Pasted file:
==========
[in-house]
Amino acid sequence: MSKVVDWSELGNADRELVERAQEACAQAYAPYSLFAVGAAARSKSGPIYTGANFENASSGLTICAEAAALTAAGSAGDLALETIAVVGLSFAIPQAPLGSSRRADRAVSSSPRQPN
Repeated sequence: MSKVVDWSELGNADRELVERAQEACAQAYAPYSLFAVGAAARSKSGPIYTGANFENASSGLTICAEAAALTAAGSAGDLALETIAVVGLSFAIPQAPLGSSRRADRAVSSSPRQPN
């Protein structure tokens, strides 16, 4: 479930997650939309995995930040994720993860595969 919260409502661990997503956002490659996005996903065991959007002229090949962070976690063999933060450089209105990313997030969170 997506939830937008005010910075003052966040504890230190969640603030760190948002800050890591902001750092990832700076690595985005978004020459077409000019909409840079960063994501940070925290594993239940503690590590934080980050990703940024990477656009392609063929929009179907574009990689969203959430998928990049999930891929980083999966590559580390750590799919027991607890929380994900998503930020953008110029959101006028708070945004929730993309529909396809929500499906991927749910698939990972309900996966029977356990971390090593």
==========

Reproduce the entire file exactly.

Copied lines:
[in-house]
Amino acid sequence: MSKVVDWSELGNADRELVERAQEACAQAYAPYSLFAVGAAARSKSGPIYTGANFENASSGLTICAEAAALTAAGSAGDLALETIAVVGLSFAIPQAPLGSSRRADRAVSSSPRQPN
Repeated sequence: MSKVVDWSELGNADRELVERAQEACAQAYAPYSLFAVGAAARSKSGPIYTGANFENASSGLTICAEAAALTAAGSAGDLALETIAVVGLSFAIPQAPLGSSRRADRAVSSSPRQPN
């Protein structure tokens, strides 16, 4: 479930997650939309995995930040994720993860595969 919260409502661990997503956002490659996005996903065991959007002229090949962070976690063999933060450089209105990313997030969170 997506939830937008005010910075003052966040504890230190969640603030760190948002800050890591902001750092990832700076690595985005978004020459077409000019909409840079960063994501940070925290594993239940503690590590934080980050990703940024990477656009392609063929929009179907574009990689969203959430998928990049999930891929980083999966590559580390750590799919027991607890929380994900998503930020953008110029959101006028708070945004929730993309529909396809929500499906991927749910698939990972309900996966029977356990971390090593």